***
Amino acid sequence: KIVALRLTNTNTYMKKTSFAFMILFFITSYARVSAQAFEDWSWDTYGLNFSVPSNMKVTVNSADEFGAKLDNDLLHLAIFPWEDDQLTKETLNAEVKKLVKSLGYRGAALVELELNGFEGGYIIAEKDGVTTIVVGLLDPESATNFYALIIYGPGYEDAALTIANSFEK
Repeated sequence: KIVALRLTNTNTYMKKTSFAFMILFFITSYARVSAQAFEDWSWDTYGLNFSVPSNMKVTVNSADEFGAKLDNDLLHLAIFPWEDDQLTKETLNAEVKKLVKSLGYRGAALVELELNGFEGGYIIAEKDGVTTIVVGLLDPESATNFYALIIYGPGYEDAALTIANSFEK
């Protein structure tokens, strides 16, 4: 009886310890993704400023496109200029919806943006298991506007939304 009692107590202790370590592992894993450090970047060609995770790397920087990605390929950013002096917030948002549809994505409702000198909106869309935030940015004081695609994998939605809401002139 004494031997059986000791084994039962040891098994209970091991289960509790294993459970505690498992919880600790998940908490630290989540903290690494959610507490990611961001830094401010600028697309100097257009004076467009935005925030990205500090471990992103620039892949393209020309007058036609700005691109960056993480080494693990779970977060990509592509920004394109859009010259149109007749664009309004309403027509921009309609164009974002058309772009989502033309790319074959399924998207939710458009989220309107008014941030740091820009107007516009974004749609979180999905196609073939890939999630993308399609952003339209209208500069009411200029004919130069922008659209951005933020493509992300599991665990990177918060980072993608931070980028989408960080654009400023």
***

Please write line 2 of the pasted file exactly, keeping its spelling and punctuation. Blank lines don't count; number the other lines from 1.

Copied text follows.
Repeated sequence: KIVALRLTNTNTYMKKTSFAFMILFFITSYARVSAQAFEDWSWDTYGLNFSVPSNMKVTVNSADEFGAKLDNDLLHLAIFPWEDDQLTKETLNAEVKKLVKSLGYRGAALVELELNGFEGGYIIAEKDGVTTIVVGLLDPESATNFYALIIYGPGYEDAALTIANSFEK